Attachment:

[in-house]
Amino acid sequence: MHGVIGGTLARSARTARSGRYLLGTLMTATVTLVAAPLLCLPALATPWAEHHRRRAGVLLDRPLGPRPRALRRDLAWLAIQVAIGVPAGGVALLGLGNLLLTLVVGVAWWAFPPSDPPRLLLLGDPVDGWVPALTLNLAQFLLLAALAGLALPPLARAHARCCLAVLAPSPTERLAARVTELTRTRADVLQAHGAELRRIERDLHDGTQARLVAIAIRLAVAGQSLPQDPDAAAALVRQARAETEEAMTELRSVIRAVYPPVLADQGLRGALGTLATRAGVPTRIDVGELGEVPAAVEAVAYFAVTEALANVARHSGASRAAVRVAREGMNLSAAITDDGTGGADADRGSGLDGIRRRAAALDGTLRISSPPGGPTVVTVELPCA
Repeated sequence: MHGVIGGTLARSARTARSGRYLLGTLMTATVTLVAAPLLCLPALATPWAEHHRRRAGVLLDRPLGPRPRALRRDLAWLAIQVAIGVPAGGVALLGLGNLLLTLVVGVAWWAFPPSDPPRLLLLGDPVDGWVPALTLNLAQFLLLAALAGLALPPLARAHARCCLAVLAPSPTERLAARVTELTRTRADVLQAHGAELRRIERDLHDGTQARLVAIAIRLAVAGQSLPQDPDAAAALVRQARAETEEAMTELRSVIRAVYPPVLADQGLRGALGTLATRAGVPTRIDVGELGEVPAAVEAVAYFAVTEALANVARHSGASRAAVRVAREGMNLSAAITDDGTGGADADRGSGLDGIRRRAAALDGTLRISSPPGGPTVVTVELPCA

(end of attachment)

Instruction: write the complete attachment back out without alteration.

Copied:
[in-house]
Amino acid sequence: MHGVIGGTLARSARTARSGRYLLGTLMTATVTLVAAPLLCLPALATPWAEHHRRRAGVLLDRPLGPRPRALRRDLAWLAIQVAIGVPAGGVALLGLGNLLLTLVVGVAWWAFPPSDPPRLLLLGDPVDGWVPALTLNLAQFLLLAALAGLALPPLARAHARCCLAVLAPSPTERLAARVTELTRTRADVLQAHGAELRRIERDLHDGTQARLVAIAIRLAVAGQSLPQDPDAAAALVRQARAETEEAMTELRSVIRAVYPPVLADQGLRGALGTLATRAGVPTRIDVGELGEVPAAVEAVAYFAVTEALANVARHSGASRAAVRVAREGMNLSAAITDDGTGGADADRGSGLDGIRRRAAALDGTLRISSPPGGPTVVTVELPCA
Repeated sequence: MHGVIGGTLARSARTARSGRYLLGTLMTATVTLVAAPLLCLPALATPWAEHHRRRAGVLLDRPLGPRPRALRRDLAWLAIQVAIGVPAGGVALLGLGNLLLTLVVGVAWWAFPPSDPPRLLLLGDPVDGWVPALTLNLAQFLLLAALAGLALPPLARAHARCCLAVLAPSPTERLAARVTELTRTRADVLQAHGAELRRIERDLHDGTQARLVAIAIRLAVAGQSLPQDPDAAAALVRQARAETEEAMTELRSVIRAVYPPVLADQGLRGALGTLATRAGVPTRIDVGELGEVPAAVEAVAYFAVTEALANVARHSGASRAAVRVAREGMNLSAAITDDGTGGADADRGSGLDGIRRRAAALDGTLRISSPPGGPTVVTVELPCA